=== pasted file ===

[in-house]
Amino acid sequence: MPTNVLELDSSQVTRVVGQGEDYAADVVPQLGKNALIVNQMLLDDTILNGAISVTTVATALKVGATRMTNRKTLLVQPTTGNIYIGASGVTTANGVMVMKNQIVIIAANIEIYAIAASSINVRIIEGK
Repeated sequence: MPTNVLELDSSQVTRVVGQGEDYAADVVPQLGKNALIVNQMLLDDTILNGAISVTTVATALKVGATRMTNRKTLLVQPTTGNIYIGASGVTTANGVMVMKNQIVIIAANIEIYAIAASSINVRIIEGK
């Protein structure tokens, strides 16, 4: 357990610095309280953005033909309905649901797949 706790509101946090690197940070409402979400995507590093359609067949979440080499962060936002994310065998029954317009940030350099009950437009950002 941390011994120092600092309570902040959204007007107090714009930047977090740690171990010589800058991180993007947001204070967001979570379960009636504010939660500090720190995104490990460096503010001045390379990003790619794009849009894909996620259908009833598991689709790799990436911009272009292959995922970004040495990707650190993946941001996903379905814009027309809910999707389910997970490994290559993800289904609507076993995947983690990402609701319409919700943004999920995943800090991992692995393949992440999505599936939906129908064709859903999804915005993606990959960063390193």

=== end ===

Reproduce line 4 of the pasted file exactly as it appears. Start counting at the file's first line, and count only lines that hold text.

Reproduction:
């Protein structure tokens, strides 16, 4: 357990610095309280953005033909309905649901797949 706790509101946090690197940070409402979400995507590093359609067949979440080499962060936002994310065998029954317009940030350099009950437009950002 941390011994120092600092309570902040959204007007107090714009930047977090740690171990010589800058991180993007947001204070967001979570379960009636504010939660500090720190995104490990460096503010001045390379990003790619794009849009894909996620259908009833598991689709790799990436911009272009292959995922970004040495990707650190993946941001996903379905814009027309809910999707389910997970490994290559993800289904609507076993995947983690990402609701319409919700943004999920995943800090991992692995393949992440999505599936939906129908064709859903999804915005993606990959960063390193």